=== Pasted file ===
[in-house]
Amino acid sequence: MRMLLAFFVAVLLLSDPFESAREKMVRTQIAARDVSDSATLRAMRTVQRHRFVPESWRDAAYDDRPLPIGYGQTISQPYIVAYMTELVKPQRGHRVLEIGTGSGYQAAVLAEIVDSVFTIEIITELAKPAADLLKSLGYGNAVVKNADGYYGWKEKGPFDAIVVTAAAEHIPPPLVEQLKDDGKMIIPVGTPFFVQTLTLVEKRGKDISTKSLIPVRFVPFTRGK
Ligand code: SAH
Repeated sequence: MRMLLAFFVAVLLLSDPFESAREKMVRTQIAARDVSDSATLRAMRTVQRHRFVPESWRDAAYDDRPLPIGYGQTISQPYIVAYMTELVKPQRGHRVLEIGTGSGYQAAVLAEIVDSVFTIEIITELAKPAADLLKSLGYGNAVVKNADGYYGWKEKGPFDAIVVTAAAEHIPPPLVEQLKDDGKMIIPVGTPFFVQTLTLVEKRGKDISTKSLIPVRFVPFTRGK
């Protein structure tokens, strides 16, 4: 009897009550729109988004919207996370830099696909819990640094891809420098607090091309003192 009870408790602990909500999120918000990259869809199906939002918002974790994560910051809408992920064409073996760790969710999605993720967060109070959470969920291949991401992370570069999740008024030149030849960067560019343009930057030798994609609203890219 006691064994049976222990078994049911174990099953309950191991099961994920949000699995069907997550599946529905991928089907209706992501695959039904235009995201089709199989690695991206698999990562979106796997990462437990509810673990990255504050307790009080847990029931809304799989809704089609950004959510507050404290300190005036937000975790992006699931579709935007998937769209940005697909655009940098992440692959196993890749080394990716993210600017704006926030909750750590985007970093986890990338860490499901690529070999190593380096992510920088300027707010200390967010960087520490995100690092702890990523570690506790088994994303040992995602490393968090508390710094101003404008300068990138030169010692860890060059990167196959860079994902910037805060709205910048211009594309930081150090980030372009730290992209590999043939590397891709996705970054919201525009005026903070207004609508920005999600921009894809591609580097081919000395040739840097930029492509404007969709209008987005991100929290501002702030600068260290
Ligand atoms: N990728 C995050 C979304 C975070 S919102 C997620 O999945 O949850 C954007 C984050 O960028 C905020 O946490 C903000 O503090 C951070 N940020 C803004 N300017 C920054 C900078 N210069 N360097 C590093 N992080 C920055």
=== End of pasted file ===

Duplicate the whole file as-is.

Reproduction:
[in-house]
Amino acid sequence: MRMLLAFFVAVLLLSDPFESAREKMVRTQIAARDVSDSATLRAMRTVQRHRFVPESWRDAAYDDRPLPIGYGQTISQPYIVAYMTELVKPQRGHRVLEIGTGSGYQAAVLAEIVDSVFTIEIITELAKPAADLLKSLGYGNAVVKNADGYYGWKEKGPFDAIVVTAAAEHIPPPLVEQLKDDGKMIIPVGTPFFVQTLTLVEKRGKDISTKSLIPVRFVPFTRGK
Ligand code: SAH
Repeated sequence: MRMLLAFFVAVLLLSDPFESAREKMVRTQIAARDVSDSATLRAMRTVQRHRFVPESWRDAAYDDRPLPIGYGQTISQPYIVAYMTELVKPQRGHRVLEIGTGSGYQAAVLAEIVDSVFTIEIITELAKPAADLLKSLGYGNAVVKNADGYYGWKEKGPFDAIVVTAAAEHIPPPLVEQLKDDGKMIIPVGTPFFVQTLTLVEKRGKDISTKSLIPVRFVPFTRGK
């Protein structure tokens, strides 16, 4: 009897009550729109988004919207996370830099696909819990640094891809420098607090091309003192 009870408790602990909500999120918000990259869809199906939002918002974790994560910051809408992920064409073996760790969710999605993720967060109070959470969920291949991401992370570069999740008024030149030849960067560019343009930057030798994609609203890219 006691064994049976222990078994049911174990099953309950191991099961994920949000699995069907997550599946529905991928089907209706992501695959039904235009995201089709199989690695991206698999990562979106796997990462437990509810673990990255504050307790009080847990029931809304799989809704089609950004959510507050404290300190005036937000975790992006699931579709935007998937769209940005697909655009940098992440692959196993890749080394990716993210600017704006926030909750750590985007970093986890990338860490499901690529070999190593380096992510920088300027707010200390967010960087520490995100690092702890990523570690506790088994994303040992995602490393968090508390710094101003404008300068990138030169010692860890060059990167196959860079994902910037805060709205910048211009594309930081150090980030372009730290992209590999043939590397891709996705970054919201525009005026903070207004609508920005999600921009894809591609580097081919000395040739840097930029492509404007969709209008987005991100929290501002702030600068260290
Ligand atoms: N990728 C995050 C979304 C975070 S919102 C997620 O999945 O949850 C954007 C984050 O960028 C905020 O946490 C903000 O503090 C951070 N940020 C803004 N300017 C920054 C900078 N210069 N360097 C590093 N992080 C920055």